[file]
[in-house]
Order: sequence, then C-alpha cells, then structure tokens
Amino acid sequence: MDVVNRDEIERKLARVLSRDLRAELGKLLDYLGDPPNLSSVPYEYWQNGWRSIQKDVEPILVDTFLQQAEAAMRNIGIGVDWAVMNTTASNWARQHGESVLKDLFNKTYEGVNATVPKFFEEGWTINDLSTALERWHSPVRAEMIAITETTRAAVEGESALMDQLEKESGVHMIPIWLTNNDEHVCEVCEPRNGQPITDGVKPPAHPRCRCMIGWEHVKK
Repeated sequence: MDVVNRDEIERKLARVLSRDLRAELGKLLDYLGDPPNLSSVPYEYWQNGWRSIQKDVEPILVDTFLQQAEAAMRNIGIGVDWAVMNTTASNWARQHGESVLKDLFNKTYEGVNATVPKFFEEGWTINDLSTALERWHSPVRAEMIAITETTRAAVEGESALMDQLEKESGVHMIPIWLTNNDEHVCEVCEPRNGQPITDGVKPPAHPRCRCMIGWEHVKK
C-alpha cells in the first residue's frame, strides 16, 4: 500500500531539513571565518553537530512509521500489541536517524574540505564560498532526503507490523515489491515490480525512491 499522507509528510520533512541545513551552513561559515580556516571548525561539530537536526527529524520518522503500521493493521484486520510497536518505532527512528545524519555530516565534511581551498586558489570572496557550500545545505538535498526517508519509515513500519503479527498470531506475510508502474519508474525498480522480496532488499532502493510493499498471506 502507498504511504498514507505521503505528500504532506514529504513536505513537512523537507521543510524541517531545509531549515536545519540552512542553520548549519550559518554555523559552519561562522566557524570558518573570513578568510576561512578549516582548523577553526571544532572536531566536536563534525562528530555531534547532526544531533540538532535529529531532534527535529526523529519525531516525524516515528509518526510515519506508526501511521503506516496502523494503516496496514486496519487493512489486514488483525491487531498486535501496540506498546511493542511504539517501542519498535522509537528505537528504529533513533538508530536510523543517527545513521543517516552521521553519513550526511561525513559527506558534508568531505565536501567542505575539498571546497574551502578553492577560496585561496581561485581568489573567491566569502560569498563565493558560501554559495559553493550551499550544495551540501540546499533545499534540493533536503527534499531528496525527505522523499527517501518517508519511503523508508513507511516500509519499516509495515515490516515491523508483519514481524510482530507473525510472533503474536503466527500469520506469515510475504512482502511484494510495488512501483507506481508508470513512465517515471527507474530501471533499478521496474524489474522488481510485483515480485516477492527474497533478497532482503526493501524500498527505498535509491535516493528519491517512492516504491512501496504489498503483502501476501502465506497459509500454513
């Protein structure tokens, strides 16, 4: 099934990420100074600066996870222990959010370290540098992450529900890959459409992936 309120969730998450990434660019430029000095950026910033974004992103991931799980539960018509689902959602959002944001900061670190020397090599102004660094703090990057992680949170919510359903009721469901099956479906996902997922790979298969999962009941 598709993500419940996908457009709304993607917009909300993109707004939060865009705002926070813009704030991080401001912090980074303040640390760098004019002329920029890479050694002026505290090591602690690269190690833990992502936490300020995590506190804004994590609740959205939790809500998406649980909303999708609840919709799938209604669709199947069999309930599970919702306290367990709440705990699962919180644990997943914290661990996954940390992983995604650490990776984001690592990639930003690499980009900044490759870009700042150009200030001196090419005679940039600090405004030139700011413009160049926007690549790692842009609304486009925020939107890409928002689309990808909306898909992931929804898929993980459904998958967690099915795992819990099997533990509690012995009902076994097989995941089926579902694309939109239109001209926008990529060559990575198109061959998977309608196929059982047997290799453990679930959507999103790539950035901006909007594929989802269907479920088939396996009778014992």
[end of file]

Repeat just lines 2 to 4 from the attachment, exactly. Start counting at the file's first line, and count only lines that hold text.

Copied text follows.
Order: sequence, then C-alpha cells, then structure tokens
Amino acid sequence: MDVVNRDEIERKLARVLSRDLRAELGKLLDYLGDPPNLSSVPYEYWQNGWRSIQKDVEPILVDTFLQQAEAAMRNIGIGVDWAVMNTTASNWARQHGESVLKDLFNKTYEGVNATVPKFFEEGWTINDLSTALERWHSPVRAEMIAITETTRAAVEGESALMDQLEKESGVHMIPIWLTNNDEHVCEVCEPRNGQPITDGVKPPAHPRCRCMIGWEHVKK
Repeated sequence: MDVVNRDEIERKLARVLSRDLRAELGKLLDYLGDPPNLSSVPYEYWQNGWRSIQKDVEPILVDTFLQQAEAAMRNIGIGVDWAVMNTTASNWARQHGESVLKDLFNKTYEGVNATVPKFFEEGWTINDLSTALERWHSPVRAEMIAITETTRAAVEGESALMDQLEKESGVHMIPIWLTNNDEHVCEVCEPRNGQPITDGVKPPAHPRCRCMIGWEHVKK